FIVE MINUTES WITH HUNTING ICELAND
We caught up with Hunting Iceland, lead by Gunnar and his wife Alma, about their life and the work they do with Iceland’s environmental agency.
1. Describe Hunting Iceland in a few sentences. We want to portray hunting from an ethical standpoint and educate young hunters about this ancient craft. Humans and animals have lived harmoniously alongside one another in nature for thousands of years and we always try to maintain the balance by respecting the animal and its natural habitat.
2. As hunters, what does sustainability mean to you? How do you incorporate it into your practice? It means everything! If it wasn’t sustainable, we wouldn’t do it. Alma’s interest in hunting first arose due to her interest in sustainable food sources and mine stems from similar ecological concerns. Historically, indigenous Icelanders needed to hunt to eat; meat and fish were key parts of their diets. If they overused the Earth’s resources, they would have nothing to fall back on. Iceland is so isolated, and we can’t really grow crops here without human intervention in the farming process. Most of our fruit and vegetables are imported. Likewise, we don’t have a lot of grassland for animals to graze on, so beef tends to be imported, which is detrimental to the environment. Wildlife is a sustainable food source if you treat it well. It might make people squeamish, but it’s far more sustainable for us to hunt a reindeer and feed our family for a month than it is to buy beef imported from Germany or Denmark. Mass farming and mass-produced meat is unhealthy for the planet, there’s no question about it.
3. Could you tell me more about the work you do with Iceland’s environmental agency?
We humans have taken up so much of the landscape with agriculture and cities, so we became a part of the wildlife equation a long time ago. We need to be active in the chain and control highly adaptive predators. We have been contracted by the Icelandic government to manage arctic fox populations, as well as collecting data for scientists so they can evaluate reindeer health.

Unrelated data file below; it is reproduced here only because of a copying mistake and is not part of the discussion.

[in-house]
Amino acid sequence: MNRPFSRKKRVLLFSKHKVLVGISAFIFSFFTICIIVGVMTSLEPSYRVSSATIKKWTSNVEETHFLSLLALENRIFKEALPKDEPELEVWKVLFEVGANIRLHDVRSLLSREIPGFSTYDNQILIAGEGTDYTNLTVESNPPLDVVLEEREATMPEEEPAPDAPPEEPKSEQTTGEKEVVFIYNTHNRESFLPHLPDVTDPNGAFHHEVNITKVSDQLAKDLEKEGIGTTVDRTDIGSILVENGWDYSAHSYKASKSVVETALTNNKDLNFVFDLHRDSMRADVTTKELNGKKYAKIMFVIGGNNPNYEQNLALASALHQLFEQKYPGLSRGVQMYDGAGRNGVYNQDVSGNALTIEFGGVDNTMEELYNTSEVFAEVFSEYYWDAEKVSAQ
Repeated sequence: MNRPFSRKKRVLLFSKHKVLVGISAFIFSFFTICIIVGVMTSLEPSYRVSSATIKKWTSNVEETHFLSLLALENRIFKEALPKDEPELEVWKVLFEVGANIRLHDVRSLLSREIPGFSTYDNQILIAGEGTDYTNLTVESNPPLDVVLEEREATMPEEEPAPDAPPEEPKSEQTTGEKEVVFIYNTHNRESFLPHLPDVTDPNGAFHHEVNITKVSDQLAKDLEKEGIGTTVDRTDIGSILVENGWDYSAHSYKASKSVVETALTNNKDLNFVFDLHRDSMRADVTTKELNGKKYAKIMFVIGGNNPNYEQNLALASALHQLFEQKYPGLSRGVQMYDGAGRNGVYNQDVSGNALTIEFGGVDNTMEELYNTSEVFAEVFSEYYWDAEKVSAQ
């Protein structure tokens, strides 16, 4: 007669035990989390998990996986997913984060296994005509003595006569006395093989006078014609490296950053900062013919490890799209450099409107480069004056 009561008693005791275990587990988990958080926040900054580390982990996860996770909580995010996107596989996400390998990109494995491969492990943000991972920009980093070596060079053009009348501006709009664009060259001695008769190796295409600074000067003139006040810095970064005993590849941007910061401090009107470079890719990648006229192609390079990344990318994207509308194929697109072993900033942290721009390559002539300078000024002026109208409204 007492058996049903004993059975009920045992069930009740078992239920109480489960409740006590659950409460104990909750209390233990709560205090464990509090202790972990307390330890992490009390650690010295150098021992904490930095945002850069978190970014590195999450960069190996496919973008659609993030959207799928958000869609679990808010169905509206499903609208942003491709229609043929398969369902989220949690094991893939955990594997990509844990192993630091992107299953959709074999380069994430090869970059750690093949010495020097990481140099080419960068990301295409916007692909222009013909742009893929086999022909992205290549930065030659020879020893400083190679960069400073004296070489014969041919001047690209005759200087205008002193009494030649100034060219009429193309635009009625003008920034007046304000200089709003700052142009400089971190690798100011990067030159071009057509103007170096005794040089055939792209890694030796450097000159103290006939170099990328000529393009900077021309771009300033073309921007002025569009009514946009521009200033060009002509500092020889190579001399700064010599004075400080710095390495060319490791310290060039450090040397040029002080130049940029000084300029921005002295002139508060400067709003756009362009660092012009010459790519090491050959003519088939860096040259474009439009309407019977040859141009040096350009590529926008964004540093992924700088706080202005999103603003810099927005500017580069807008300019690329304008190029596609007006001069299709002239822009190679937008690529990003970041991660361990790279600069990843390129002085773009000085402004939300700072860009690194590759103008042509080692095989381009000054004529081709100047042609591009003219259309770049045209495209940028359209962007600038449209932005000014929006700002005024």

For us, hunting and conservation go hand-in-hand as a response to man-made damage. Ideally, we’d leave wildlife untouched but it’s simply not feasible. We’ve encroached on their natural habitat and we need to fix our mistakes. For example, bird populations seek shelter towards humans and with birds come predators. Bird settlements can be decimated if we don’t manage wildlife actively and responsibly. We like to think of ourselves as guardians of the wildlife.
4. Can you talk about your heritage as a hunter? I was raised by my grandfather and, even 80 years ago, he had to hunt to survive. Hunting serves a much more utilitarian purpose in this part of the world. He gave me a great respect for nature and provided me with the tools to harvest my food sustainably. He taught me to respect the Earth and what it gives us.
5. Hunting’s traditional in Iceland and a way of sustaining yourself in the wild. Can you explain why you think it’s important to keep the tradition alive? We Icelanders are proud of a heritage; we’re a people forged in stone, ice and bitter cold. Only the strong survived. The tradition of hunting binds us to our past but it also illuminates a way forward. We can’t continue on the way we, as a species, are going. If we continue down the path of mass consumption, there will be nothing left for generations to come. Hunting has been practiced responsibly by indigenous peoples for thousands of years and I think it’s important that we learn from them how to take care of the planet.
6. I know you taught Alma how to hunt, will you teach your daughter when she’s a bit older? Definitely! She’s only one so we’ve got a few years to wait but I’m so excited for her to learn. She already links animals and is keen to learn more about how you take care of them. Maybe it’s just because I’m her dad, but I see a lot of promise in her!
7. You hunt in some of the most challenging environments on Earth. What do you look for in your gear when you’re preparing? Comfort and endurance. The garments have to be able to withstand the Icelandic weather and landscape - they can’t tear on rocks, scuff as we crawl along the ground or let water seep through in a blizzard. Much of our time is spent crouched in snowy ditches waiting for animals and we need our gear to keep us warm and dry even when to food we’re imobile. Iceland is also the third windiest place on Earth, the other two are not inhabited. It rains from every direction, even upwards. Protection from the elements is absolutely essential.